Fig. 2. Image Description: Promotional poster for Wild Nights With Emily, picturing Susan Zeigler as Susan Dickinson to the left, and Molly Shannon as Emily Dickinson to the right. Both women are laying down close together on a navy pillow and quilt. The poster includes information about the film’s production credits at the bottom, including the description of the film as “a dramatic comedy by Madeleine Olnek.” At the top of the post reads a blurb review of the film as well as information about the film’s screenings at SXSW and Edinburgh Film Festival.

Wild Nights with Emily, however, seeks to do something else entirely. By structuring the film as a kind of flashback correcting Mabel Loomis Todd’s lectures to promote her edition of Dickinson’s poems, Olnek’s film essentially speaks back to decades of Dickinson scholarship that echoed the version of Dickinson that Todd constructed to market her book. Olnek’s Todd is not a caricature of an evil villain, but a woman on a mission in a similar spirit to Midori Asahina’s reconsideration of Todd’s role as Dickinson’s first editor. Olnek provides background for Todd’s actions, showing the affair between Todd and Dickinson’s brother Austin in detail in addition to her focus on Emily and Sue. While the structure of the film makes a specific argument about the scholarly manipulation of Dickinson’s life to fit a certain model, the content of the film itself is a romantic comedy of Sue and Emily’s relationship. Before Alena Smith’s twerking Dickinson hooked up with Sue in a dessert fantasy on the dining table of the Homestead, Olnek offers a backstory of Emily and Sue’s love story, beginning with an intimate sleepover and continuing through adulthood, in trysts during Sue’s salons. The light moments of Sue and Emily’s relationship are balanced with the tragedies of the Dickinson family life, from the death of Sue and Austin’s youngest child, Gib, to a complicated attempt at reckoning with the horrors of the Civil War in Emily’s death scene.

It is in the death scenes that both films hit their emotional highmarks. Yet for Davies’ film, it is not Emily’s death that is the most interesting – it is the death of Emily’s mother, Emily Dickinson Sr. One area of Dickinson scholarship that is perhaps understudied is a consideration of Emily and Lavinia’s work as caretakers for their mother.[1] Mrs. Dickinson’s death is peaceful, as she is surrounded by her children – snug in between her two daughters on her deathbed, with her son sitting on a chair nearby. The family sits together, talking to delay the inevitable moment of Mrs. Dickinson’s passing. The film lingers on a shot of Emily, her mother, and Lavinia, as the two daughters' faces change as they feel their mother pass away. Emily’s parents are not as central to Olnek’s film, but the aforementioned scene following Emily’s death is one of the most striking moments of her film. Susan enters the Homestead and is greeted by Lavinia, who asks Susan to wash and prepare Emily’s body for burial. Susan enters the room, and the air leaves the film as she confronts the task ahead. Olnek’s masterful pairing of this tender moment between Sue and a no-longer-there Emily with the quiet scratching of Mabel’s erasures tries to communicate the loss of a century-old erasure of Sue and Emily’s devotion. The “Dear, dead women'' are honored here, as are the ghosts that remain in the shadows of penciled script in their letters to one another.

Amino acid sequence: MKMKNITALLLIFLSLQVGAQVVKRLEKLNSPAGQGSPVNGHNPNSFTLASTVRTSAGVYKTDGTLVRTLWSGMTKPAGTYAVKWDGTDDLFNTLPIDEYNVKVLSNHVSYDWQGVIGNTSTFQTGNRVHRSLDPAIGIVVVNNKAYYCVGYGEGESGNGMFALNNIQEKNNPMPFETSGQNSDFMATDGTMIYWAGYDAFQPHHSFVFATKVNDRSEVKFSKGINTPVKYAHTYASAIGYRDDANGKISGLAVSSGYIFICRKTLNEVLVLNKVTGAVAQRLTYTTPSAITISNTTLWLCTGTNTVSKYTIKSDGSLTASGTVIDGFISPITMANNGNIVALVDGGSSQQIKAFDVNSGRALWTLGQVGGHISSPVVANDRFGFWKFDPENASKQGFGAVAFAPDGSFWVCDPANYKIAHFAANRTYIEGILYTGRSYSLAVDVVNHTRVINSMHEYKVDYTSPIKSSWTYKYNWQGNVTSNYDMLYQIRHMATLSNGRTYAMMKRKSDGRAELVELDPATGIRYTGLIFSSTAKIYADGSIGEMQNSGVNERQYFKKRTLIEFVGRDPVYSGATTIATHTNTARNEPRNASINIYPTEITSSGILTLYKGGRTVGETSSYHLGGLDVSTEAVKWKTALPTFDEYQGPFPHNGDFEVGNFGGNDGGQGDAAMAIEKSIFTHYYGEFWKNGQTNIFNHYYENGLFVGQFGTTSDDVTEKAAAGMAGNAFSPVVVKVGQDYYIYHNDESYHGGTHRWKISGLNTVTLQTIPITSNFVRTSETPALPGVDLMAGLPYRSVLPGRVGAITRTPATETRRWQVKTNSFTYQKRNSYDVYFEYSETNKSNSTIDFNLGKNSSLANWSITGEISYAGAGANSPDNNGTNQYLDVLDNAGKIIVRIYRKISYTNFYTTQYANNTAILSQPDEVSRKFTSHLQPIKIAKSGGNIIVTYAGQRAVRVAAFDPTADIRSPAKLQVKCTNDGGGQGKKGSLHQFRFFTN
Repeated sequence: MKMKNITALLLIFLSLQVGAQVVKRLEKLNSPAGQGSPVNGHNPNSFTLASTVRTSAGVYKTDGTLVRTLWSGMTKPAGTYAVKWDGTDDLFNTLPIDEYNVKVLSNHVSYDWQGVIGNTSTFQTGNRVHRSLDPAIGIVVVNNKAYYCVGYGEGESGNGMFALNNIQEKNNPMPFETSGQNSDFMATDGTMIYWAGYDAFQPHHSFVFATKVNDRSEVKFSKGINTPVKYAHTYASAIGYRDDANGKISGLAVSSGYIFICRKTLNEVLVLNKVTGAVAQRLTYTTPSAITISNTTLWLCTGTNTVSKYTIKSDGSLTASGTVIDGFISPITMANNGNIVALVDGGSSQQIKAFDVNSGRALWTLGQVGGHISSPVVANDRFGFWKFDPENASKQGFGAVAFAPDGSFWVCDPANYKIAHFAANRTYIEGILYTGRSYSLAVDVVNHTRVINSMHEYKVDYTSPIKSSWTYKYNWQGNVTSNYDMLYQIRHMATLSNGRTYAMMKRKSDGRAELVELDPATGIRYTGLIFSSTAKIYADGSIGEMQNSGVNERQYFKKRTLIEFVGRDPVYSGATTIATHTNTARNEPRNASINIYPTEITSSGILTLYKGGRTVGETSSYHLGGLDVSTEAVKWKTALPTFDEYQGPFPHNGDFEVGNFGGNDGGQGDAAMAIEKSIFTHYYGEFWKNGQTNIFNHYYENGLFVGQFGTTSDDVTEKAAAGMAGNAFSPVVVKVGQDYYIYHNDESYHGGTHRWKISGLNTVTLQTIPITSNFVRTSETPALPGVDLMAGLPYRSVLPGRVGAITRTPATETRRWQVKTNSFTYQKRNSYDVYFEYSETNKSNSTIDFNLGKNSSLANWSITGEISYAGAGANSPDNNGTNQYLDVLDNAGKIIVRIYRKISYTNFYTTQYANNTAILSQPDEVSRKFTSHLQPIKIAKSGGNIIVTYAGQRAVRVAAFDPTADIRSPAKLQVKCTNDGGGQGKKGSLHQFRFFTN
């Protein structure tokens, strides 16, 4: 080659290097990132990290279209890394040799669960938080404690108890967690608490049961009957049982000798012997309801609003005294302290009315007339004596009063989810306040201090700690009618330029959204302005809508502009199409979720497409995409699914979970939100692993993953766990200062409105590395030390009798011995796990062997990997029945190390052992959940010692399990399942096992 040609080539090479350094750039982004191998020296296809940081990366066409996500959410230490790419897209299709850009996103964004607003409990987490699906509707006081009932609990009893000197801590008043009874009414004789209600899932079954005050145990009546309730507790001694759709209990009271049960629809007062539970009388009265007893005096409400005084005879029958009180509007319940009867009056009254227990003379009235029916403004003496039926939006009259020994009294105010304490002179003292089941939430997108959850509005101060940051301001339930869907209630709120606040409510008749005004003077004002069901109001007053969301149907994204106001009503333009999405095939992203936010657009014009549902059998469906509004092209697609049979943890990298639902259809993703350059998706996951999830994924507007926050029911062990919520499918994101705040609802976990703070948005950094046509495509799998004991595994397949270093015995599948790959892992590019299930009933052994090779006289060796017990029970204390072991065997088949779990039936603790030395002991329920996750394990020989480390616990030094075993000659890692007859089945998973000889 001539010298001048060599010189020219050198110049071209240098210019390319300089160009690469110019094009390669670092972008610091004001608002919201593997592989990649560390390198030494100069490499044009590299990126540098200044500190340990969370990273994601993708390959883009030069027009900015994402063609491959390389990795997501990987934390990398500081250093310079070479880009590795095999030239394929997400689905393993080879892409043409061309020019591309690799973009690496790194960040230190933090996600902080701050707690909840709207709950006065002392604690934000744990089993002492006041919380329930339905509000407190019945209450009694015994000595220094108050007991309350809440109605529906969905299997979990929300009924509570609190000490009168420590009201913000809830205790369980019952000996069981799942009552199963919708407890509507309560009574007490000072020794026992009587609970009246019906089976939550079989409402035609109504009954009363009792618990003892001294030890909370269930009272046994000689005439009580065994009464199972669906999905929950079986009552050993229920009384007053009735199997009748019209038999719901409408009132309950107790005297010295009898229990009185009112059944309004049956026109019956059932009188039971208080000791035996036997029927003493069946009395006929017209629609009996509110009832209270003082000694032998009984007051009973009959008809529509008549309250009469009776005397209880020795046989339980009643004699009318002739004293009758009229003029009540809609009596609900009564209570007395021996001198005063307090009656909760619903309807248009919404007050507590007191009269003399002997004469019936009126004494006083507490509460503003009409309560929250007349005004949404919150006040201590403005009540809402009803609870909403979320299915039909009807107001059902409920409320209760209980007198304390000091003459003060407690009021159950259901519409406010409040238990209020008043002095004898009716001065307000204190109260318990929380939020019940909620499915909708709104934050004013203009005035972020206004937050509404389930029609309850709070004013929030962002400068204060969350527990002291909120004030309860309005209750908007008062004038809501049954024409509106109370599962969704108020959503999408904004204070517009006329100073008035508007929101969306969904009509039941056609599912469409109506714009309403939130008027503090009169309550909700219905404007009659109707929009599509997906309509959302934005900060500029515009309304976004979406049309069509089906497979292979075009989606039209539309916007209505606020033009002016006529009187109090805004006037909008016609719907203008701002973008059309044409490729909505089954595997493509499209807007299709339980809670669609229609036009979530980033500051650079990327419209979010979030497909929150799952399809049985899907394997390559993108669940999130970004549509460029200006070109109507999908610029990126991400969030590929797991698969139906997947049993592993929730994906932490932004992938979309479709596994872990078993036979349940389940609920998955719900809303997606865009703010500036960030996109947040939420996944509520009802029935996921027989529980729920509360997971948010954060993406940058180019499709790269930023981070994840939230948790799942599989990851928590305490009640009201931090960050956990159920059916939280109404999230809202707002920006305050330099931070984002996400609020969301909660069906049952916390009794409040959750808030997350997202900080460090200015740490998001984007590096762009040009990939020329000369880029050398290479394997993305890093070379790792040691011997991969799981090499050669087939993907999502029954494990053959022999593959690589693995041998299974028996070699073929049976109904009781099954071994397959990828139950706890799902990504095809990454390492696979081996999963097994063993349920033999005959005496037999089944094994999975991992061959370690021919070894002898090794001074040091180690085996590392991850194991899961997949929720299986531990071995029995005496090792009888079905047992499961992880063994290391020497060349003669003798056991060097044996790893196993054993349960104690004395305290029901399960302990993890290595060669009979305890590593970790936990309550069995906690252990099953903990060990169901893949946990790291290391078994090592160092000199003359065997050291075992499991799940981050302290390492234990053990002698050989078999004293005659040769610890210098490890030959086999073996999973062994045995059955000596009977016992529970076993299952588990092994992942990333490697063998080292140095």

Fig. 3. Image description: Promotional still from Wild Nights with Emily. Emily (left, Molly Shannon) and Sue (right, Susan Zeigler) stand in a kitchen, in front of open cabinets and a large window, and both look at papers in Susan’s hand. They both consider a draft of Emily’s writing.

Both films were well-reviewed and prompted ample online conversation – A Quiet Passion for Davies’ lyrical depiction of Dickinson and Nixon’s conversations with press about how she believes that a contemporary Dickinson would have a twitter account – a belief that I have my own doubts about, given that Dickinson’s cottagecore aesthetic is more suited to Instagram as a platform (Pulver, “Cynthia Nixon…”). Wild Nights with Emily was met with praise, but also more rigorous interrogation about the historical evidence for its content, a trend that Olnek was quick to critique in an interview with Vulture:

There wasn’t a single review of A Quiet Passion that said, “This is not accurate,” whereas I’ve gotten that a lot: “Oh, what’s this based on?” And really angry responses, like, “She’s making this up,”… “Considering how much time I’ve spent researching this, and considering how many resources that movie had – there’s one movie about Emily Dickinson, and they can’t get it right? I feel like [the real] story has just been hiding in plain sight. (Handler “Behind the New…”)

The demands for evidence Olnek faced from press and reviewers demonstrate an unwillingness for some to relinquish their version of Dickinson – prim, pious Dickinson who stoically bore her isolation and did not experience passionate love, let alone passionate queer love. So many versions of Dickinson went unchallenged, yet Olnek’s version – perhaps the version that most readily cites its evidence in the film itself, via the prominent notice of permissions from Harvard and explicit ties to Smith’s scholarship – faces calls for elaboration and explanation.

Both Olnek's and Davies' films are available to stream, Davies’ on Amazon and Olnek’s on Hulu.



 [1]On this point of reading Emily and Lavinia as caretakers, I am indebted to the discussions for the DEA undergraduate internship group during the spring 2019 semester with E. M. Patterson, Deanna Stephen, and then-co-project manager Setsuko Yokoyama.